Planula


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Related to Planula: scyphistoma, Colloblast

planula

[′plan·yə·lə]
(invertebrate zoology)
The ciliated, free-swimming larva of coelenterates.

Planula

 

one of the larval stages in the development of coel-enterates. The body is oval, elongate, or wormlike; it consists of two layers. The outer layer, or ectoderm, consists of flagellate cells, among which are distributed musculoepithelial cells, nerve cells, and nemocysts. The inner layer, or endoderm, bounds the closed cavity of the gut. The planula swims in the water, subsequently attaching itself to the bottom and proceeding to the next stage of development—the polyp.

References in periodicals archive ?
Dada la cercana presencia del rio Almendares, en eventos de fuertes lluvias pueden producirse pulsos agudos de baja salinidad en Malecon y en menor grado en La Puntilla, cuyo efecto sobre los reclutas no pueden evaluarse en el presente trabajo y que en cierta medida pudieran afectarlos, atendiendo a los criterios de Jokiel (1985) y Richmond (1997) sobre la sensibilidad de los gametos y las planulas a ese factor.
At the beginning of the Planula Zone (Kimmeridgian), Ophthalmidium, Spirillina and Reophax diminish, whereas Ammobaculites and Lenticulina increase, although the values are recovered in the omission surface at the top of the section.
The fertilized egg develops into a planula that is released into the water when mature.
These organisms are important because they are common on the wall and are also interesting because much work has been done with Spirorbis setigers (Knight-Jones 1951), bryozoan cyphonautes larvae (Keough 1984), and crawling Alcyonium planula larvae (Sebens 1983).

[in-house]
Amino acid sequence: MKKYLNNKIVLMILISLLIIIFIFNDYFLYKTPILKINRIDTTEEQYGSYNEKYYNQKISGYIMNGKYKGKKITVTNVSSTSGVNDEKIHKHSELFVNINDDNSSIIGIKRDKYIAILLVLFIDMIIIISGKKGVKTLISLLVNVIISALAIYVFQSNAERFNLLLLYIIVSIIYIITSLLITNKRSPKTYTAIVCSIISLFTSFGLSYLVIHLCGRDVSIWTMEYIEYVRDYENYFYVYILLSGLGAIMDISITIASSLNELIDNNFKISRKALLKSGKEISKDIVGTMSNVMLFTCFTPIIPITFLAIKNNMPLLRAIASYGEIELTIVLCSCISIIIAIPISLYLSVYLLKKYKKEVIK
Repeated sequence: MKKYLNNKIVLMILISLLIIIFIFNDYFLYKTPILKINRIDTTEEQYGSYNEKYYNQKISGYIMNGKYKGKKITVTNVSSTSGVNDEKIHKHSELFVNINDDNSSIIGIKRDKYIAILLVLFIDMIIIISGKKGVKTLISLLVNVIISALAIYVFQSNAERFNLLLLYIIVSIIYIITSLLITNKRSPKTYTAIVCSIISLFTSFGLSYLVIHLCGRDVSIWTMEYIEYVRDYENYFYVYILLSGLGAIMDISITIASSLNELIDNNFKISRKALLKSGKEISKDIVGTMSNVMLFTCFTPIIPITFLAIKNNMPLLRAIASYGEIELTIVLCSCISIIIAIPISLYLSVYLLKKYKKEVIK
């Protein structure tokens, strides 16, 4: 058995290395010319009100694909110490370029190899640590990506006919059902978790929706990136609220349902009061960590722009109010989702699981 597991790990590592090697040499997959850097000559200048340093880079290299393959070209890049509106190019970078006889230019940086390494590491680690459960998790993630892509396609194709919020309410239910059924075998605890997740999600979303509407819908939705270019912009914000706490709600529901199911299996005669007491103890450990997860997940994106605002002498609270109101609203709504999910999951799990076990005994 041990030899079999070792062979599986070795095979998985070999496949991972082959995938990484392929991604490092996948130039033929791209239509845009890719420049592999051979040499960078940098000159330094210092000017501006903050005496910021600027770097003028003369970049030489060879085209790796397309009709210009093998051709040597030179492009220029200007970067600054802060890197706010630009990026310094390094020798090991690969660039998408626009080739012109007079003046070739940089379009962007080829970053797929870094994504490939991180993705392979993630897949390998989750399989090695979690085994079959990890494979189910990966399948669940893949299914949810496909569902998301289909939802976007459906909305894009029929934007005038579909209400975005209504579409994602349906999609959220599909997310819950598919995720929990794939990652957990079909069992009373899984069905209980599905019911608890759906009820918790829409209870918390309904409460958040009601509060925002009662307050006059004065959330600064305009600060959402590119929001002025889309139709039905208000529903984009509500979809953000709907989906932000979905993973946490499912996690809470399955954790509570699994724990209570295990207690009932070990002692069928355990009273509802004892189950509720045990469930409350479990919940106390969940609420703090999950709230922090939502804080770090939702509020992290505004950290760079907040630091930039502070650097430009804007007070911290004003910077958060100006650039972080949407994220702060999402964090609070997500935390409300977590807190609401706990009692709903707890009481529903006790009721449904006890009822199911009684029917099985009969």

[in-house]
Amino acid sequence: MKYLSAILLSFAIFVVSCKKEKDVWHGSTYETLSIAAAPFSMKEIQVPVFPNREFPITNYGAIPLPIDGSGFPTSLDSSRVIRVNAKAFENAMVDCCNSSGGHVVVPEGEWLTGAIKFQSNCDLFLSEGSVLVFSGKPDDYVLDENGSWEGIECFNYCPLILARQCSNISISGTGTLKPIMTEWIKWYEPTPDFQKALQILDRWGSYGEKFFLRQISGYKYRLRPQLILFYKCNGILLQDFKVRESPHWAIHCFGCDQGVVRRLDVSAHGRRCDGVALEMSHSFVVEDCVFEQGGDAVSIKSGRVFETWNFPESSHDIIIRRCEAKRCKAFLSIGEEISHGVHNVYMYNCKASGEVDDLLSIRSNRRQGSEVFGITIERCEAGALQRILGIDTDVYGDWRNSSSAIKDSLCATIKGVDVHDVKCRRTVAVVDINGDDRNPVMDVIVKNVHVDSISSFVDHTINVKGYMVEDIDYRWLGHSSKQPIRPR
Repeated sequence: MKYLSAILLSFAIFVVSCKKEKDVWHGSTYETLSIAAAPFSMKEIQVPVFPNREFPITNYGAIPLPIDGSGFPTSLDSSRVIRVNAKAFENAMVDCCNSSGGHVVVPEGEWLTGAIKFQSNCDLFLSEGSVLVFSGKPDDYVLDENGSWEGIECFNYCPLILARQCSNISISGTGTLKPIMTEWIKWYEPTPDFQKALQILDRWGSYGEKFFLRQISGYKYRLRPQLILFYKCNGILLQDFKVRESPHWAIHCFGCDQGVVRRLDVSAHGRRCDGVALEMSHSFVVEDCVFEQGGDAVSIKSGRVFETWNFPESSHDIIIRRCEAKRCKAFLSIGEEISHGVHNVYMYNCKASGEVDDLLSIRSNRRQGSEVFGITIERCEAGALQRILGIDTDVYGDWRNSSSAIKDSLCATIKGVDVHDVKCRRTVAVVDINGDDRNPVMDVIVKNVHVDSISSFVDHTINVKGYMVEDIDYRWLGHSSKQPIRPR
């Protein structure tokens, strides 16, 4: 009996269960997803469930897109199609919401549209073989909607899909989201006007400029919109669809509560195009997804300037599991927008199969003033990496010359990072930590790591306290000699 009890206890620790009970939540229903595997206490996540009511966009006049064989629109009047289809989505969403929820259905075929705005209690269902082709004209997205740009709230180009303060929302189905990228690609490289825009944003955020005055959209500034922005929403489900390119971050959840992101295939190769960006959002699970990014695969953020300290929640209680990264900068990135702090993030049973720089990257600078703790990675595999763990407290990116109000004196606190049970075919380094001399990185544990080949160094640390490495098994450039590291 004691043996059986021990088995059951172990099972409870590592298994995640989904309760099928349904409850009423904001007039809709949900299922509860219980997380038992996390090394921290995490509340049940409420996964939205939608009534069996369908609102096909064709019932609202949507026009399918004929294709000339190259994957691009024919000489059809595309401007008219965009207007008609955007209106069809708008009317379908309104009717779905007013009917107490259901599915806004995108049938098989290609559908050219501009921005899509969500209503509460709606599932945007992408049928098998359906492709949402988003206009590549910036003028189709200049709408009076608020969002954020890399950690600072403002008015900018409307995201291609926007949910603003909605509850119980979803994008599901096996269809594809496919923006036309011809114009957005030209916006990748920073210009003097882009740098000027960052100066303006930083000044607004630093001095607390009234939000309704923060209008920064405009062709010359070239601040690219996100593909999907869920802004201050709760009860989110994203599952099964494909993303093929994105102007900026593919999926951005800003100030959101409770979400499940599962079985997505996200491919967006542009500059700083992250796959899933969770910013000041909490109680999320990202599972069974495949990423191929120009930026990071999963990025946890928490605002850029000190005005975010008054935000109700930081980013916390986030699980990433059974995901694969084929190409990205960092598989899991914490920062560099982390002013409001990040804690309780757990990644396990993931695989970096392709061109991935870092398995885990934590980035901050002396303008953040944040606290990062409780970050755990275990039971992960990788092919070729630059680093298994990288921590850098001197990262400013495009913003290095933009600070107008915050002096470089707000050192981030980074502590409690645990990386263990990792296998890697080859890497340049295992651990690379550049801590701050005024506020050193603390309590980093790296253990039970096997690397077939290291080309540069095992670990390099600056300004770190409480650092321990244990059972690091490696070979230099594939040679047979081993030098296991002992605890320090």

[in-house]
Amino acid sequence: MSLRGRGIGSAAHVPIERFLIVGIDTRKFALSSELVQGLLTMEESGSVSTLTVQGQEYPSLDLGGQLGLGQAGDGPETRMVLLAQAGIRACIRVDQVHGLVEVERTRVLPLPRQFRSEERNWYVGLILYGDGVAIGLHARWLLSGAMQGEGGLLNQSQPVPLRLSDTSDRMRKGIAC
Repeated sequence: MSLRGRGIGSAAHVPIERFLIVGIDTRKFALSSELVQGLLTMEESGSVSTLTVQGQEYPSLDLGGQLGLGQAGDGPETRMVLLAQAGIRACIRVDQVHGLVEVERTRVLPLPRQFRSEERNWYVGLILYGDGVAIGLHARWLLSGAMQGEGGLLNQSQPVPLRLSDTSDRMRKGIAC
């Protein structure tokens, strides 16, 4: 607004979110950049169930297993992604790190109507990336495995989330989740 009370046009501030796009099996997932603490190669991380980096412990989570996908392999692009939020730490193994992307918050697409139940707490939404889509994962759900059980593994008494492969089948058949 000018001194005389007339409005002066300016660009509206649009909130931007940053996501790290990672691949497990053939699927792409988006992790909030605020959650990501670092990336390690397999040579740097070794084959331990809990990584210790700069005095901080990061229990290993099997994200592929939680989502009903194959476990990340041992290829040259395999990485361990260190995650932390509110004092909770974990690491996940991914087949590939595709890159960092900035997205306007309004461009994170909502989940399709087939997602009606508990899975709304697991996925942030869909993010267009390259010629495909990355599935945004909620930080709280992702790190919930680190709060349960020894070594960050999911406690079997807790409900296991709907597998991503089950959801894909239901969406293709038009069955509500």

These light-responsive microvillar cells have a motor cilium, so once again the planula can orient its movement relative to a fight source, though in this case the effect is directly on the ciliary beating pattern--no eyes, nerves, or muscles are involved.
and the planula larvae of the scleractinian coral Fungia scutaria.
In eight other coral species that have been examined (Apprill et al, 2009; Sharp et al, 2010), corals do not appear to inherit bacteria from parents; rather, bacterial colonization occurs in planula larvae or post-settlement stages.
Light influences the swimming behavior and settlement of the planktonic planula larvae of coral, but little is known regarding the photosensory biology of coral at this or any lift-history stage.
damicornis release planula larvae throughout the year according to specific lunar phases (Richmond and Jokiel, 1984; Jokiel, 1985), while M.
Effects of pressure on swimming behavior in planula larvae of the coral Pontes astreoides (Cnidaria, Scleractinia).
Frequent recent blooms are causing concern about the possible settlement of planula larvae and establishment of new populations in Japanese coastal waters (Uye, 2008; Ikeda et ai.
Feeding behavior and acquisition of zooxanthellae by planula larvae of the sea anemone Anthopleura elegantissima.